Must-have perennial bulbs
By Carol Cowan
What a pleasure for gardens of all skill levels to know that their careful selection and planting efforts will reap rewards for more than one season. This year's "Best of the Best" collection of 10 bulbs looks to perennial bulbs as the number one choice for 2002.
The first question that might come to mind is: "Hmmm, aren't all spring blooming bulbs perennials?" Well, with minor exceptions, and given our Canadian climate, yes they are. However, this collection is one of above average and more reliable perennializers. Frans Roozen, technical director of the International Flower Bulb Centre of Holland defines perennial bulbs as "those that will come back reliably for three to five years before diminishing," and naturalizing bulbs as "those which, on their own, increase in numbers year after year."
As a gardener, you can feel confident choosing part or all of this collection of reliable spring blooming perennial bulbs to add to your landscape. Plant once, enjoy for years to come, it couldn't be easier.
|1. Narcissus 'Salome'|
Narcissus 'Salome' is definitely one of the finest commercially available large-cupped narcissi. Its creamy white petals contrast gracefully against the almost apricot cup, making a stunning display. It's an early to mid season bloomer, and grows to a height of about 35 cm.
|2. Narcissus 'Ice Follies'|
A quarter of a century ago, a Dutch couple celebrating their silver wedding anniversary received a present of 100 big bulbs of Narcissus 'Ice Follies' to plant in their orchard. The following spring, the 100 bulbs provided 175 flowers, as larger bulbs will often produce more than one flower stem. As of this spring, descendants of those 'Ice Follies' bulbs were still growing and blooming. The white petaled, yellow-cupped, early blooming flowers may be a bit smaller now, and, on occasion, a few bulbs may have failed to produce flowers, but the floral display remains almost as dramatic as it was in the spring after their silver wedding anniversary. This long flowering, 35 cm tall flower is not affected by either wind or rain.
|Narcissus 'Ice Follies'|
|3. Tulipa 'Orange Emperor'|
This is a spectacularly coloured tulip with outside petals in a carrot-orange flushed with chartreuse and inside petals in orange, bleaching slightly to buttercup yellow at its base. A mid-season bloomer, it grows to a height of about 40 cm.
|Tulipa 'Orange Emperor'|
|4. Tulipa tarda|
One of Tulipa tarda's most eye-catching characteristics is the appearance of its spreading, narrow, slightly wavy leaves that seem to shuffle their way across a garden's surface. These tufts form the basis for short (only 15 cm high), star-shaped flowers, which are yellow and tipped with white. Planted almost anywhere, in little spots where nothing else will grow, nestled among perennial ground covers or as bed edgings. This fragrant mid-season bloomer will thrive and come back again and again.
|5. Crocus vernus 'Jeanne d'Arc'|
'Jeanne d'Arc' is an impressive, large-flowering, pure white crocus, ideal on its own, in layered plantings with narcissi and tulip partners or as a companion planting with red-flowering Tulipa greigii. However they are used, they provide powerful visual impact. An early bloomer, 'Jeanne d'Arc' grows to a height of 10 cm.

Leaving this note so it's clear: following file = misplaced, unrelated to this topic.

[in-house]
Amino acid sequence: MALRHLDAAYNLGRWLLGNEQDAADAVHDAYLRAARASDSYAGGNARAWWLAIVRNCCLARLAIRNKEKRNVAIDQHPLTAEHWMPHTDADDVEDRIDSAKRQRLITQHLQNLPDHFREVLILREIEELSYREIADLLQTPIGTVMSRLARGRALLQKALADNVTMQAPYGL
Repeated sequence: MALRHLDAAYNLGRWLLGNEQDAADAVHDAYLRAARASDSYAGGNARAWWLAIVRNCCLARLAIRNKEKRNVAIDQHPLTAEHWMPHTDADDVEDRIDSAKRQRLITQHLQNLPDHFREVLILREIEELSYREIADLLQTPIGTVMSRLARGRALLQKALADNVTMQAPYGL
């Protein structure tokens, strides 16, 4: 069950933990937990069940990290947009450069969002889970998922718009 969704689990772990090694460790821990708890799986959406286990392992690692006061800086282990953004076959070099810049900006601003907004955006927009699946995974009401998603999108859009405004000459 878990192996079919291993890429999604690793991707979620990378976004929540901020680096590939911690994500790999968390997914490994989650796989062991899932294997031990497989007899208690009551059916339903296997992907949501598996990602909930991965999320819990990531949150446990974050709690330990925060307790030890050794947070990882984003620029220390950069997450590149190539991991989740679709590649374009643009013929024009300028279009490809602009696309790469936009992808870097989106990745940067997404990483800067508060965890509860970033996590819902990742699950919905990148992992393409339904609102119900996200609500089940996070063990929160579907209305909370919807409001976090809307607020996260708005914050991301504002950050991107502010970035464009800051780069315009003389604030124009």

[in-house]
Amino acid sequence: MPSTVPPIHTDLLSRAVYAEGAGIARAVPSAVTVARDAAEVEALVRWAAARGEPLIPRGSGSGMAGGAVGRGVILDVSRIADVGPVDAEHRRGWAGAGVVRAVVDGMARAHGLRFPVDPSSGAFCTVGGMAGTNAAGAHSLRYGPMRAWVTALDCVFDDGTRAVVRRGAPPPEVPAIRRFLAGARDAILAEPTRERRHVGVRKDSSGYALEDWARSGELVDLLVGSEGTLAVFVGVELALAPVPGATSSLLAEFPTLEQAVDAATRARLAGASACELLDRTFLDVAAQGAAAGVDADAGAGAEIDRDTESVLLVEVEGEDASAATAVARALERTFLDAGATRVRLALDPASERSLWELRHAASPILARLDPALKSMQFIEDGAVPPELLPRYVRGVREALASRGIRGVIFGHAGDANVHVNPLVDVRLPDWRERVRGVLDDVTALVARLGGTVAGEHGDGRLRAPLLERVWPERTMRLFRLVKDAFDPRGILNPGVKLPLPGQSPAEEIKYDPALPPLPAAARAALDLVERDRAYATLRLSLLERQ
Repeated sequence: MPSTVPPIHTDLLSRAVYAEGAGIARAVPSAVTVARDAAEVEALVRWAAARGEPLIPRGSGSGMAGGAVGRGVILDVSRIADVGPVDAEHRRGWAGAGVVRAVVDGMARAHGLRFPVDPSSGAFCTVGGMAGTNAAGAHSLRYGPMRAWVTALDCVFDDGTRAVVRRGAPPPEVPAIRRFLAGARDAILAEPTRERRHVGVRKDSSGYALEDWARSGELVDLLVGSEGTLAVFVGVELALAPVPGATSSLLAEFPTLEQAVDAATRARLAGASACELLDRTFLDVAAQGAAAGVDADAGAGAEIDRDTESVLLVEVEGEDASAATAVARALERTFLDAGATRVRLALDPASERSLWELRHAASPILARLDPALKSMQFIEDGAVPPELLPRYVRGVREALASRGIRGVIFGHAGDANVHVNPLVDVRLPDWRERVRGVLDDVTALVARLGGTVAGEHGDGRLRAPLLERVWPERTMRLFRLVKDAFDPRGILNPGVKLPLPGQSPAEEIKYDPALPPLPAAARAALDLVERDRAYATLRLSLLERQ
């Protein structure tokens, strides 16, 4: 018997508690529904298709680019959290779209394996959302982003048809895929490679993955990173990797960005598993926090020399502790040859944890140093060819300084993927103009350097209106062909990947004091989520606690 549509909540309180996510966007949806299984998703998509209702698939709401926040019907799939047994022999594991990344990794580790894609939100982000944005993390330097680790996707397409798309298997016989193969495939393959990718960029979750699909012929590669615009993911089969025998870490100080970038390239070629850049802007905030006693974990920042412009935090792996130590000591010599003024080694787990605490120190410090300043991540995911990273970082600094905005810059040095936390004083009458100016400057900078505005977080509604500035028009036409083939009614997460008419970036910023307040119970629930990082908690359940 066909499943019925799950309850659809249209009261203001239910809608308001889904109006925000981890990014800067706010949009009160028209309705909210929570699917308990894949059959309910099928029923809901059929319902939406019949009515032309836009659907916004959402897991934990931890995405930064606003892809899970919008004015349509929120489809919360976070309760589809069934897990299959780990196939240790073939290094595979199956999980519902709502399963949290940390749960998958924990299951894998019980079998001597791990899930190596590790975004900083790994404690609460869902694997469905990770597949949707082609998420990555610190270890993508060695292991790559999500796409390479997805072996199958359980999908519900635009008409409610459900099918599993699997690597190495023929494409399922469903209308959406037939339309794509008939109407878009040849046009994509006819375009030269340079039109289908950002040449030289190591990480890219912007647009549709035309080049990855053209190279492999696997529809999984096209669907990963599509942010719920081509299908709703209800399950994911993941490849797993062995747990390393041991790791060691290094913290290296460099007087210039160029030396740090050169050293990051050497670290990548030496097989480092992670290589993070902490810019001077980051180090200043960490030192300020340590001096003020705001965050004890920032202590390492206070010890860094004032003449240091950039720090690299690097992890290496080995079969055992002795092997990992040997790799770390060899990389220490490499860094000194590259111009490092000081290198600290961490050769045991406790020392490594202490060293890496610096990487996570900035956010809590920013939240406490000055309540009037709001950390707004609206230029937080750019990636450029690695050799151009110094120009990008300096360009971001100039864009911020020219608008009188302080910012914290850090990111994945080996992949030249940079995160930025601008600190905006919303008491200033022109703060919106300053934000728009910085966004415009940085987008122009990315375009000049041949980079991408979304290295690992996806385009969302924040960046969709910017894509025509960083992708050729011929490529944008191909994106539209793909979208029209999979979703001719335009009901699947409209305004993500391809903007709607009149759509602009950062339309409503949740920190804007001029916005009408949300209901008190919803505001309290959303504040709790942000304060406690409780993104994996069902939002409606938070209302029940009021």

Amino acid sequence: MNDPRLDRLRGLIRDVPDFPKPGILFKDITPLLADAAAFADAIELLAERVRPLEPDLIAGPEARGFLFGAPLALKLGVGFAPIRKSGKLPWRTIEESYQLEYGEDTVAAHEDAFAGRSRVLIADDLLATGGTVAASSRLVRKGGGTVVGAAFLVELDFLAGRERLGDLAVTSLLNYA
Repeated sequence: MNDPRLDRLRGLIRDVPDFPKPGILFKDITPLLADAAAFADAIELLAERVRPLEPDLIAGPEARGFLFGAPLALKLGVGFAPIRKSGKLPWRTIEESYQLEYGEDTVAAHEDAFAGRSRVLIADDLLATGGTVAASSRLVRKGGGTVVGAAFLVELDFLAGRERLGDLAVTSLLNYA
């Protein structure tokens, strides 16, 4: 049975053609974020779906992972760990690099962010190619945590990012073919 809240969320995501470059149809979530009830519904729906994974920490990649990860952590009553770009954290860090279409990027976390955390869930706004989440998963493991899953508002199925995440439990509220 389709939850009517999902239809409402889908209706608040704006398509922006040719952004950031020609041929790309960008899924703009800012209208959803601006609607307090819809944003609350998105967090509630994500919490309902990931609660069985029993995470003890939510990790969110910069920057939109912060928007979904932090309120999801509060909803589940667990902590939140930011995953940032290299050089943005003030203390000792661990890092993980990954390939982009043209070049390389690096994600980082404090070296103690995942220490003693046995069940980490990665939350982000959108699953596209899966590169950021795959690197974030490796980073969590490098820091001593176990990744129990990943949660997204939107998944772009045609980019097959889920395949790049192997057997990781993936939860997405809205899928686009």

|Crocus vernus 'Jeanne d'Arc'|
|6. Crocus tommasinianus 'Ruby Giant'|
Once the bulbs of Crocus tommasinianus 'Ruby Giant' have established, year after year their early flowering lilac-purple flowers emerge in seemingly infinite numbers. Because they are only 10 cm tall, they remain less affected by the wind and rain than many of their fellow crocuses. 'Ruby Giant' feels right at home in a lawn (scattered and planted where they fall), but also thrives in borders and among botanical roses and other woody plants.
|Crocus tommasinianus 'Ruby Giant'|
|7. Camassia cusickii|
Native to the marshes and wet meadows of western North America, it wasn't until about 25 years ago that botanists started taking an interest in Camassia. Today, not only is this species being cultivated for commercial purposes, but also so are its cultivars (C. leichtlinii and C. quamash a.k.a. C. esculenta). Camassia cusickii grows to a height of about 70 cm. Its lively, star-like, grey-blue flowers appearing in large numbers on sturdy stems with decorative leaves make it a perfect partner for perennial and biennial plants. Flowering right at the transition between spring and summer, it also fills a gap when flowering plants are few and far between.
|8. Leucojum aestivum|
Common names: meadow snowflake and summer snowflake. Leucojum aestivum features lush foliage, and its 35 cm stems, each bearing two to eight, 2 to 3 cm nodding white bells with petal tips spotted bright green, make this a stunning mid to late spring addition to the garden. Summer snowflakes prefer a moist location where sun is not too harsh.
|9. Anemone blanda 'Blue Shades'|
Common name: windflower. Rarely exceeding a height of 15 cm, Anemone blanda is great for introducing colour to spots where shrubs are still waiting to put on their show of foliage and/or flowers. Its long-flowering habit is also handy for prettying up individually planted perennials with somewhat plain foliage. At its peak, the plant's purple to lilac flowers are about the size of a loonie. A mid season bloomer.
|Anemone blanda 'Blue Shades'|
|10. Scilla siberica|
Common name: Siberian squill. The deep violet-blue of these star-to-bell-shaped nodding flowers surpass practically all other blue spring-flowering plants, and its leaves almost act as a ground cover. Plant Scilla siberica's smooth little purple bulbs en masse, as, each group of 100 bulbs shouldn't cost much more than a couple of garden gloves. Ideal for shrub, tree and evergreen underplantings. An early to mid season bloomer, Siberian squill reaches a height of about 15 cm.